The wisdom and experience of the mentor composers, along with Maestro Kramer's outstanding musicianship and the excellent performance and feedback from the musicians of the orchestra, made it easy to navigate the many challenges of writing for a symphony orchestra (for all of us, it was our first composition for a full orchestra). I learned so much about issues of notation, balance, rhythm, and meter (among many other musical aspects) and about how to communicate jazz and Balkan folk music sensibilities effectively on the page to musicians who may or may not be familiar with the nuances of those musical languages.
One highlight for me was getting to work with BPO English Hornist Anna Mattix, who taught me the basics of playing the oboe when I was an undergraduate at Indiana University! It was such a pleasure hearing her play once again and offer constructive feedback on my work as well.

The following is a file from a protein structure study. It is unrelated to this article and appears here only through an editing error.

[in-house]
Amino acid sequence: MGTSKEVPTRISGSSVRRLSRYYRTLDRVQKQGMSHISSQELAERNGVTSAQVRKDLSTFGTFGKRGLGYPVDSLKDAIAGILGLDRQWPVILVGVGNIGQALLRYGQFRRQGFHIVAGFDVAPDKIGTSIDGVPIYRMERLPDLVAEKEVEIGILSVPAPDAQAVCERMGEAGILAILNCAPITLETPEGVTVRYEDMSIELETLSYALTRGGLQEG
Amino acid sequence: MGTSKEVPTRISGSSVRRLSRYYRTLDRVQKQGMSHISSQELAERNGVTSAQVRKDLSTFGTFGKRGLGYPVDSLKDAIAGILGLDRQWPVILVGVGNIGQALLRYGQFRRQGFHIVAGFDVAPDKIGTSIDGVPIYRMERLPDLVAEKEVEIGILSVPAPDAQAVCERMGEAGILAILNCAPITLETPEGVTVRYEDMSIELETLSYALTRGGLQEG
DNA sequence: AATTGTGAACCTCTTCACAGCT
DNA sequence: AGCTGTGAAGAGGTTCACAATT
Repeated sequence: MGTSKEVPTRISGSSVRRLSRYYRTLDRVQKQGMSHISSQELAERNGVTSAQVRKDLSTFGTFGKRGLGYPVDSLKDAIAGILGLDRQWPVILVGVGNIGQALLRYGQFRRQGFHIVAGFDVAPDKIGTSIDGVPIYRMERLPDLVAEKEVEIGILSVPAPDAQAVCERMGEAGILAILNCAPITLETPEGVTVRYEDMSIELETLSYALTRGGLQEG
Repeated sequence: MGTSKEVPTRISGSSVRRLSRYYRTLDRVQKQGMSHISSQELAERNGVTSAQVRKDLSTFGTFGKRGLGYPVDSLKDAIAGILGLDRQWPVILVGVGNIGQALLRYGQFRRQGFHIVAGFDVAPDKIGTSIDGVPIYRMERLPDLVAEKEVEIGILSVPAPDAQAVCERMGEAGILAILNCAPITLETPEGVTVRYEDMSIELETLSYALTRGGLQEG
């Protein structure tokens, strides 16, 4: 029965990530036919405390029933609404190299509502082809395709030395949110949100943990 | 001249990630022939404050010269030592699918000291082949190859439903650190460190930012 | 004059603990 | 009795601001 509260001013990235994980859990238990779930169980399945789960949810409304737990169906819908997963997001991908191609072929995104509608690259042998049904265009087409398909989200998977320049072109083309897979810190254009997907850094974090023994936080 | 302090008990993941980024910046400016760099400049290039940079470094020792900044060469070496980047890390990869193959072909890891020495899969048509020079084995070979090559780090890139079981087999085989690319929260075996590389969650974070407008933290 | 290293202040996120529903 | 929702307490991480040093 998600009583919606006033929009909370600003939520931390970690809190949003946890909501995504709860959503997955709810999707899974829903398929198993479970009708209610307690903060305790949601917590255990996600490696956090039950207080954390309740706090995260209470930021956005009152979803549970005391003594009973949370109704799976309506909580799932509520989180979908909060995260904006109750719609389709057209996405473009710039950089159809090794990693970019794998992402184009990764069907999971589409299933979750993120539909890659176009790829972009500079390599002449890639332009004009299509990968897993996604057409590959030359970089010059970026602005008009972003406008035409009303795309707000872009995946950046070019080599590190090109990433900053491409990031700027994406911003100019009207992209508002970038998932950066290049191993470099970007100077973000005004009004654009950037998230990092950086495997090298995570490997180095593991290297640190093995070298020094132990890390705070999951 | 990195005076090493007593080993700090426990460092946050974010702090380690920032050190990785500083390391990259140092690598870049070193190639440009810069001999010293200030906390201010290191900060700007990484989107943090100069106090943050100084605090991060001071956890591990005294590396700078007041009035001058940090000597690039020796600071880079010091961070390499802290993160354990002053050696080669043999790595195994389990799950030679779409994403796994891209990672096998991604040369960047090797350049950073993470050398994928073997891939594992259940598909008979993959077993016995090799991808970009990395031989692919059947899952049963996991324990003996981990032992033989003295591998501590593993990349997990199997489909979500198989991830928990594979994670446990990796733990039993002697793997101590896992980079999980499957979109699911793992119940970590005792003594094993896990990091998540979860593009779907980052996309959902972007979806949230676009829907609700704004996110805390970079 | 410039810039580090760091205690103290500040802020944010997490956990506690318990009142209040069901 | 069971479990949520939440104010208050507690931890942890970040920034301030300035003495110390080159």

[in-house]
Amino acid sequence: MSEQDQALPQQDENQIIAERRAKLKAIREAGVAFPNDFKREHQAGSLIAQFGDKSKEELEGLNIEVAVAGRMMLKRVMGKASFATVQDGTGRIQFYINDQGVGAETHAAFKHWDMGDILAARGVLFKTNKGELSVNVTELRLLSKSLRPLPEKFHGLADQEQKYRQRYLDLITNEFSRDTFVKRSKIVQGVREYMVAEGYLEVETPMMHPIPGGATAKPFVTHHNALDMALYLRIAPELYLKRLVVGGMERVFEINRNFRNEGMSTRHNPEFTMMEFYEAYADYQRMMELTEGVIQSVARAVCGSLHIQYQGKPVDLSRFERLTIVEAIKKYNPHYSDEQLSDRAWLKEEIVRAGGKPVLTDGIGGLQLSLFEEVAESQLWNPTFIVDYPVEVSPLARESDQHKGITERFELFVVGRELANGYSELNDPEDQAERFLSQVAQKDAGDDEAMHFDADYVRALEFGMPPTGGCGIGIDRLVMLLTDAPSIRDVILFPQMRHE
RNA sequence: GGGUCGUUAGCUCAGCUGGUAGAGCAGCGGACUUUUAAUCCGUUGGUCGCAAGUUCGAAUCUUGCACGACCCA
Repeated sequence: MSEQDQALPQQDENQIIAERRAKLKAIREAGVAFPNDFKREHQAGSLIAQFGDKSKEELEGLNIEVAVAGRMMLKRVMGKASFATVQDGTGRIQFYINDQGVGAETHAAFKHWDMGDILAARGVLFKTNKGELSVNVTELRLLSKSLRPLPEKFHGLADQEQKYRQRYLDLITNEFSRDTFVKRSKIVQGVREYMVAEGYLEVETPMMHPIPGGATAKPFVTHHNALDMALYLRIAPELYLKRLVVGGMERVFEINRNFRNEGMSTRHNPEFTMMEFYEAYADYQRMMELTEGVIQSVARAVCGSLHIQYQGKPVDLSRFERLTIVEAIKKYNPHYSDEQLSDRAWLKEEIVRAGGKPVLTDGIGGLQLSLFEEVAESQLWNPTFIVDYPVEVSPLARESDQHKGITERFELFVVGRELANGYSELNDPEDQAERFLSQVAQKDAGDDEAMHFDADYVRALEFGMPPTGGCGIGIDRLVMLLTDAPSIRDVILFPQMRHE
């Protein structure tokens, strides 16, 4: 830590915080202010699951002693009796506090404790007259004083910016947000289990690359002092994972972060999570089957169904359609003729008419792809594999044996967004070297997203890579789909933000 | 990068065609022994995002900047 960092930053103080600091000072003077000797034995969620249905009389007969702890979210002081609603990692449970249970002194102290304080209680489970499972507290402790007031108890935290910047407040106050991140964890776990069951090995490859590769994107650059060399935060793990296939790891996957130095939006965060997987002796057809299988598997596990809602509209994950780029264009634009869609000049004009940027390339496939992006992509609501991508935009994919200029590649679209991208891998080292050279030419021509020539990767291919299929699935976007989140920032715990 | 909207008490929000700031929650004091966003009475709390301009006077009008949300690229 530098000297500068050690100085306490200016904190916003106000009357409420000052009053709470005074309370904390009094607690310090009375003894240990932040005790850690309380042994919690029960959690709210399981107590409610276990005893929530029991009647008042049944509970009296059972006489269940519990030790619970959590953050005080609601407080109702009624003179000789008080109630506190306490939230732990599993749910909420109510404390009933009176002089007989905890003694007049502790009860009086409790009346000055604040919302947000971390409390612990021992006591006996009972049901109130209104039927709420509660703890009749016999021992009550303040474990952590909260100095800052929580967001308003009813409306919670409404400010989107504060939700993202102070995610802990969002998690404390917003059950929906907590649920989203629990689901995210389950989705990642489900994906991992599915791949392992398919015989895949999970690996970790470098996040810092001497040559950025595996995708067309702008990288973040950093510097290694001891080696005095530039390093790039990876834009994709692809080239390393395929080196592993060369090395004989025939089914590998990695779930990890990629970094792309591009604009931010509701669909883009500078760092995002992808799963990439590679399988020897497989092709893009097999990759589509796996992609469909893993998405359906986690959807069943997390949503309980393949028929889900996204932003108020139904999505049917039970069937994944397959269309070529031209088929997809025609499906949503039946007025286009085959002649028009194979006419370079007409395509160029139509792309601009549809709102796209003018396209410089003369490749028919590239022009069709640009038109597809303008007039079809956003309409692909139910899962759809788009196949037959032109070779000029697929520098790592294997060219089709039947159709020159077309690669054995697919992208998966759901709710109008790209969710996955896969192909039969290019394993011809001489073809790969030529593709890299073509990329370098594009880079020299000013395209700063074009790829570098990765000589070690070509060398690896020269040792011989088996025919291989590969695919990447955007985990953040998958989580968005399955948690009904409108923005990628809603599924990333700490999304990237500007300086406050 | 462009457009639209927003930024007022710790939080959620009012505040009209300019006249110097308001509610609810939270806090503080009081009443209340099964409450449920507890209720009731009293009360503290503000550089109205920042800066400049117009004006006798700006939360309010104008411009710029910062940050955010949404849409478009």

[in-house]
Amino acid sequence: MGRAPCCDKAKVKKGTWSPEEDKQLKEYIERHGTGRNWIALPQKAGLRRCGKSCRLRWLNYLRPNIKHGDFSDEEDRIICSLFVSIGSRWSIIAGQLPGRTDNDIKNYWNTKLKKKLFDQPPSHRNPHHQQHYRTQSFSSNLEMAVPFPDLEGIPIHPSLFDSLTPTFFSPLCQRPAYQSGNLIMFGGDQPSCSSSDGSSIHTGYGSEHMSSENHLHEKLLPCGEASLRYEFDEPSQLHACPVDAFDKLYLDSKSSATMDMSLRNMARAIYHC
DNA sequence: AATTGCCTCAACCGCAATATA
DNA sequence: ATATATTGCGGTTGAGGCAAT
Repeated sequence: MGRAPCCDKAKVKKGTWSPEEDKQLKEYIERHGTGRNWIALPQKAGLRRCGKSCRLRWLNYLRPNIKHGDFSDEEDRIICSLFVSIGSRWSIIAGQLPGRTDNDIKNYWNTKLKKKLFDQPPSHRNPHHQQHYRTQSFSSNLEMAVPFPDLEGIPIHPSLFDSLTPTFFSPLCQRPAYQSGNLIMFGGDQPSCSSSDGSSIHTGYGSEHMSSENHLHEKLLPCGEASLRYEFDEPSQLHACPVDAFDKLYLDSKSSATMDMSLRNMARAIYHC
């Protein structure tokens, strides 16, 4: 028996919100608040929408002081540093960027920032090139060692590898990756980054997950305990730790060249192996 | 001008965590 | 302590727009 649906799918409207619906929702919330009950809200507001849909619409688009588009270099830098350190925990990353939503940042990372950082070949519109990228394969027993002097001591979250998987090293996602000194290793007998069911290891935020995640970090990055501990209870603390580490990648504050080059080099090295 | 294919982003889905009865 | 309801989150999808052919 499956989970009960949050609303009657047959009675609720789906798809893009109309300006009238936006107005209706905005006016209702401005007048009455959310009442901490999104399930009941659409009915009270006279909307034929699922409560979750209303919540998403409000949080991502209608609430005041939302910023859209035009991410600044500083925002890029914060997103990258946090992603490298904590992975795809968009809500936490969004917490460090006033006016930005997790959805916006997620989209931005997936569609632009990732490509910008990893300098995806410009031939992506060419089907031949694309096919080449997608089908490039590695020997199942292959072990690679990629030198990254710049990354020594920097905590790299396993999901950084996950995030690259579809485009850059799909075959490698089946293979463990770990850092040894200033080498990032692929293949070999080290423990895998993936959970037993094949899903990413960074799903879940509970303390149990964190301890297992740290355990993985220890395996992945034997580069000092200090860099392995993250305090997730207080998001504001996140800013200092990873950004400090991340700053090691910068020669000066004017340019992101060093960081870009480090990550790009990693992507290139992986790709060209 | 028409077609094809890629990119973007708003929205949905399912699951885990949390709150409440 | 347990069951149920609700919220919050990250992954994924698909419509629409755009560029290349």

We were also joined by two journalists in residence, who offered some timely advice on how to continue pursuing the composition of new music and how to engage with communities of musicians and audiences interested in jazz and new classical music. Howard Mandel (president of the Jazz Journalists Association and a highly esteemed jazz journalist) offers his reflections on the week here, and Frank J. Oteri of NewMusicBox deals with the challenges of writing for an orchestra here. Their insights for us about the intersection of the musical and the extra-musical in composition were among the many highlights of the week.
This was an experience I will not soon forget and will definitely use what I've learned to not only refine Springs of a Desperate Heart for future performances, but also more effectively express my musical ideas in all of my compositions.
(Excerpted recordings of the reading coming soon!)